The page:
Breast Cancer Management Pathways during the COVID-19 pandemic. Outcomes from the UK ‘alert level 4’ phase of the B-MaP-C study.


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Baek Kim, Rajiv Dave1, Alona Courtney, Rachel O'Connell, Tim Rattay, Vicky P Taxiarchi, Jamie J Kirkham, Elizabeth Camacho, Patricia Fairbrother, Nisha Sharma, Christopher WJ Cartlidge, Kieran Horgan, Stuart A McIntosh, Daniel R Leff, Raghavan Vidya, Shelley Potter, Chris Holcombe, Ellen Copson, Charlotte E Coles, Ramsey I Cutress, Ashu Gandhi, Cliona Kirwan
1Manchester University NHS Foundation Trust

Abstract

Background

The COVID-19 pandemic has impacted healthcare delivery globally. The aim of the B-MaP-C study was to determine changes to breast cancer (BC) management during the UK government 'alert level 4' of the COVID-19 pandemic.

Method

This was a national cohort study of consecutive patients with early BC undergoing multi-disciplinary team (MDT)-guided treatment recommendations during the peak transmission period of the UK COVID-19 pandemic (16th March - 8th May 2020). Patient demographic data, cancer-specific data and treatment recommendations (designated 'standard' or 'COVID-altered') in the pre-operative, operative and post-operative setting was collected. The extent of alterations to management decisions, national variation, and the potential impact of these decisions were assessed.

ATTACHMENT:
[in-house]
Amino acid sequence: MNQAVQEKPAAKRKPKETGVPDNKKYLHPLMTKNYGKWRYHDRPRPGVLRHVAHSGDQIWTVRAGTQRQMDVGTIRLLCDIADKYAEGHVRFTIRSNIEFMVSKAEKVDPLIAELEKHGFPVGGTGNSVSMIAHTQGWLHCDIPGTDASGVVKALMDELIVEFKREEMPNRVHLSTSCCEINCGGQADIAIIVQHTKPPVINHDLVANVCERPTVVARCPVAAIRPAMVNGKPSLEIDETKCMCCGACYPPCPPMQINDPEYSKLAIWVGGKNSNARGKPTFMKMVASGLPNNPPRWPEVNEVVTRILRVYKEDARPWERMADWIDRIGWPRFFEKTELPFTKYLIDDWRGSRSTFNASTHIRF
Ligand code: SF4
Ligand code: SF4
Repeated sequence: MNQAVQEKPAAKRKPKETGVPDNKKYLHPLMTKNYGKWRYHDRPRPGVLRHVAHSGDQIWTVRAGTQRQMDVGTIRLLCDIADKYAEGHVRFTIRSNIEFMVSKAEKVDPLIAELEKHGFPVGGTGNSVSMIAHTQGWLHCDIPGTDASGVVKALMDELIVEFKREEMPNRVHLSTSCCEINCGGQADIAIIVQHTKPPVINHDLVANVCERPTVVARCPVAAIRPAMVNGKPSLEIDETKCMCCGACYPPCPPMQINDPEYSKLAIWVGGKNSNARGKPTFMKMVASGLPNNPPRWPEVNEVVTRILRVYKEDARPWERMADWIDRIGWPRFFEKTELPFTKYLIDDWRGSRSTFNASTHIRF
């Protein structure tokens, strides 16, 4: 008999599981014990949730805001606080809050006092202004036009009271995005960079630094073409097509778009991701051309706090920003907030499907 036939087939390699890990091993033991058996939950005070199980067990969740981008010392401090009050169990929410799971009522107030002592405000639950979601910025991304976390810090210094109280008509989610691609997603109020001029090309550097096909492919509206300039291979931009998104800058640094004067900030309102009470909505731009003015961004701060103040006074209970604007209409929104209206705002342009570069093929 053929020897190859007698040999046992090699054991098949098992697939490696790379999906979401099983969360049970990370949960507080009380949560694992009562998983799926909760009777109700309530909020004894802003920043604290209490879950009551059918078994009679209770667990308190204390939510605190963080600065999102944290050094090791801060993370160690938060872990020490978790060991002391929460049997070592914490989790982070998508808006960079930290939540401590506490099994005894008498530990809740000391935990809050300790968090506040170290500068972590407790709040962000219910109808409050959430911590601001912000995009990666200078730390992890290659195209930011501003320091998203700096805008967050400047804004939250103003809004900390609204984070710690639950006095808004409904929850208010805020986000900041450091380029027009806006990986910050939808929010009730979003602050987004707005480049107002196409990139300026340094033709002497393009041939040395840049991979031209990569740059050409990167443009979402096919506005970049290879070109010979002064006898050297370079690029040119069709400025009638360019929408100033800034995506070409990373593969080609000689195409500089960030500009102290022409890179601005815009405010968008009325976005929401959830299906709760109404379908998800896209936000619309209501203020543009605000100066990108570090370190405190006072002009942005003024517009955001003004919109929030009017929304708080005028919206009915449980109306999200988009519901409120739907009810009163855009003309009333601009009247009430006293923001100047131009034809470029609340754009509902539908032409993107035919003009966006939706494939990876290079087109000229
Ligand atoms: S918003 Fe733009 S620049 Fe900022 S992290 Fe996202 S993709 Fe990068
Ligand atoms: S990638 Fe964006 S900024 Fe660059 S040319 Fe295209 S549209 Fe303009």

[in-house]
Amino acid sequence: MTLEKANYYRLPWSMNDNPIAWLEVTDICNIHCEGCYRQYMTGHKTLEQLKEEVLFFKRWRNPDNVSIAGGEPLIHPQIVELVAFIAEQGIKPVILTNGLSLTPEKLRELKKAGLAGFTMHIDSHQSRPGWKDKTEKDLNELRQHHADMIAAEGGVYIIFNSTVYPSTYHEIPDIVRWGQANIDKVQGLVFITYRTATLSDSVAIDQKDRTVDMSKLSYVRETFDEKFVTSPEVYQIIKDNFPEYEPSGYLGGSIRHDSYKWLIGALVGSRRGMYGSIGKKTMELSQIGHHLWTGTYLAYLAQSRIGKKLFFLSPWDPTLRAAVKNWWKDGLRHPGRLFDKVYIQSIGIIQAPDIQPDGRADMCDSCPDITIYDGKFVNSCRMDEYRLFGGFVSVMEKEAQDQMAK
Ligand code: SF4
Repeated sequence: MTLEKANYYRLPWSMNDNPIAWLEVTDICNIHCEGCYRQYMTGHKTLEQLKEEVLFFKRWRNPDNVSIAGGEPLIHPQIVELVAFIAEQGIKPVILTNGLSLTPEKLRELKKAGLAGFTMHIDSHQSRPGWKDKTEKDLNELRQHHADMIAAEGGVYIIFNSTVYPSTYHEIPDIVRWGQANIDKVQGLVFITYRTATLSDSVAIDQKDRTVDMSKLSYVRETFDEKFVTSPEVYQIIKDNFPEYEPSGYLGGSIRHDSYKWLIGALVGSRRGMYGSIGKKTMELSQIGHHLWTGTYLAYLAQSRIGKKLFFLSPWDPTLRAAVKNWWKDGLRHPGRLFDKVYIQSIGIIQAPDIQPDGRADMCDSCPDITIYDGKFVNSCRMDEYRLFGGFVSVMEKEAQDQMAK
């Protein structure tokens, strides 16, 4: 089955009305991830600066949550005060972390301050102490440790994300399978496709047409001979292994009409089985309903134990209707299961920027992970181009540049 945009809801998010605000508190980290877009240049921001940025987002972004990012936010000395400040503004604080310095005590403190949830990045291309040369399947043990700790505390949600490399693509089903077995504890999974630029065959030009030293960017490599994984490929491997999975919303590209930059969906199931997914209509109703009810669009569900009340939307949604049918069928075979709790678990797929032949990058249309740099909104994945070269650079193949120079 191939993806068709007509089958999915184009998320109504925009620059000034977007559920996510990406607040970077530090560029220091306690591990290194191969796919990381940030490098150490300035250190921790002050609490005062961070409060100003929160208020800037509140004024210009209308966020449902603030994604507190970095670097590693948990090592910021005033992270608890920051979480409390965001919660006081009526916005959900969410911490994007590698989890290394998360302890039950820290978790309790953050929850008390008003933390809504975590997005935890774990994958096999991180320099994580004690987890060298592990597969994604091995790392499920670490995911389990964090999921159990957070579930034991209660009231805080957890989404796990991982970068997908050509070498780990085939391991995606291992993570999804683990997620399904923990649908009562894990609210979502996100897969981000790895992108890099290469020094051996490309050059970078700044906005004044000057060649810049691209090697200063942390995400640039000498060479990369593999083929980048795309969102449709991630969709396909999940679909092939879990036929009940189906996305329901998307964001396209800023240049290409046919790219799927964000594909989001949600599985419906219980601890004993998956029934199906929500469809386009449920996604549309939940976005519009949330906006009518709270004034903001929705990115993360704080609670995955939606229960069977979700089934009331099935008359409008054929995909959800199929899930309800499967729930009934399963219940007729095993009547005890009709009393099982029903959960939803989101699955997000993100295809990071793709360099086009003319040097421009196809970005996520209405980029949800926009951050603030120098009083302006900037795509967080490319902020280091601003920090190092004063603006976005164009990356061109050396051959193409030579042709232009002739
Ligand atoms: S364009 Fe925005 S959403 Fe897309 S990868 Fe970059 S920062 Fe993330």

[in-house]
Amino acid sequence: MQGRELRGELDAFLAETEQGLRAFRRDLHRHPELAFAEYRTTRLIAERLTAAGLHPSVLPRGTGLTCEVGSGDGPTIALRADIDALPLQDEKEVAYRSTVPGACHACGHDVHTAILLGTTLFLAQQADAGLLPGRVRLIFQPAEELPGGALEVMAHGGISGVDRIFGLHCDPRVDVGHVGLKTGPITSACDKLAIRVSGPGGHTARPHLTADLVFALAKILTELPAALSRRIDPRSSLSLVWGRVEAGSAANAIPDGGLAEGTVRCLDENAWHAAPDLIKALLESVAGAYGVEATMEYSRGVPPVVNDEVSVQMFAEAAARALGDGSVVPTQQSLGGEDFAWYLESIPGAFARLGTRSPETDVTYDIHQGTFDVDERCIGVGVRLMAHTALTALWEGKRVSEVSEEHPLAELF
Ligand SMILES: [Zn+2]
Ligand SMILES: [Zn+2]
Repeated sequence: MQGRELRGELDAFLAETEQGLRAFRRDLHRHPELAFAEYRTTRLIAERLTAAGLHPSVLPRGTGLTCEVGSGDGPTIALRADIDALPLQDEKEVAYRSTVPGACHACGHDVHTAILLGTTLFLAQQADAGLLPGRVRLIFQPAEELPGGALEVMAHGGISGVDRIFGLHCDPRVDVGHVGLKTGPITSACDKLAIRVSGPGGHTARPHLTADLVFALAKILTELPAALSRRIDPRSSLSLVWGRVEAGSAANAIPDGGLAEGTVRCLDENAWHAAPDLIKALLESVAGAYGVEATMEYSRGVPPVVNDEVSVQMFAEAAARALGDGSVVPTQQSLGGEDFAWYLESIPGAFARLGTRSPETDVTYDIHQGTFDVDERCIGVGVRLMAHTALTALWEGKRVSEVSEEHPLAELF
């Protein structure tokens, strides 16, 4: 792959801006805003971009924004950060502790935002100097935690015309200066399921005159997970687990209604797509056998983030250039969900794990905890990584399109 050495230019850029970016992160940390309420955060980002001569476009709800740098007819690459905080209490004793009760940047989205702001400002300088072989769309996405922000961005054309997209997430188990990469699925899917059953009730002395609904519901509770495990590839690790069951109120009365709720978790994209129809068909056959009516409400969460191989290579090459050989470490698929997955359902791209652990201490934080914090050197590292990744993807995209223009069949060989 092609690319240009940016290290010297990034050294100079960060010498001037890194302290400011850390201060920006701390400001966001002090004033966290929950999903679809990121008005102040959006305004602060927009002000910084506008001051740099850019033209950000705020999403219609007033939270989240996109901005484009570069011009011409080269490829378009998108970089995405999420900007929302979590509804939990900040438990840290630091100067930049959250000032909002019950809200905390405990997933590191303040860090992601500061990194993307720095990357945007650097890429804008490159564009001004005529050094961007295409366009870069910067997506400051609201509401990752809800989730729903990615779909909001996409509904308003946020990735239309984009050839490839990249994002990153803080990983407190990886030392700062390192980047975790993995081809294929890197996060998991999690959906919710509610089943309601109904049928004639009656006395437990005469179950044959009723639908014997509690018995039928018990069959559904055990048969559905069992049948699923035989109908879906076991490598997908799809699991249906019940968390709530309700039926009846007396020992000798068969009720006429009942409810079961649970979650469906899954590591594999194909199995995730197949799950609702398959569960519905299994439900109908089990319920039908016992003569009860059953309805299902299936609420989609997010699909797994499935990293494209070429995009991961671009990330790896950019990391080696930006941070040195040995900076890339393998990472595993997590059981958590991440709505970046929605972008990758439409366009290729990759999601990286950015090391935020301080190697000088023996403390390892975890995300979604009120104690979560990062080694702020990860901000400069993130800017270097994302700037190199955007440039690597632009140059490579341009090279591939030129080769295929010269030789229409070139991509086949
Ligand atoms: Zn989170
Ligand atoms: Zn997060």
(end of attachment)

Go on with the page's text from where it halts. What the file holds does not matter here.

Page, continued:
Results

Of 3776 patients (from 64 UK breast units) included in the study, 2246 (59%) had 'COVID-altered' management. Pre-operatively, neoadjuvant chemotherapy was omitted (n=160, although 92% of these received adjuvant chemotherapy) and 'bridging' endocrine therapy was used (n=951) where theatre capacity was affected. There was increasing access to COVID-19 low-risk theatres, with 59.2% of operations performed in this setting. In line with national guidance, all immediate breast reconstruction was stopped (n=299 in this study). Post-operatively, 81 patients had omitted chemotherapy, due to low benefit against the risk of treatment-induced immunocompromise. Radiotherapy delivery was rationalised, with rapid adaptation of evidence-based hypofractionated radiotherapy (n=781 having 5 fractions of radiotherapy). Only 14 patients (1%) tested positive for SARS-CoV-2 during their treatment journey.

Conclusion

Although 59% had 'COVID-altered' management, the majority of these alterations were largely in line with evidence-based guidelines, implying that breast cancer survival outcomes are unlikely to be negatively impacted by the pandemic. However, out with this study, the potential impact of any delays to BC presentation or diagnosis that may have occurred due to the pandemic, remains unknown.

Impact statement

This national multicentre study findings demonstrate that high quality breast cancer treatment was delivered throughout the UK during the COVID-19 pandemic, whilst highlighting the healthcare resource implications for the COVID-19 'recovery' phase.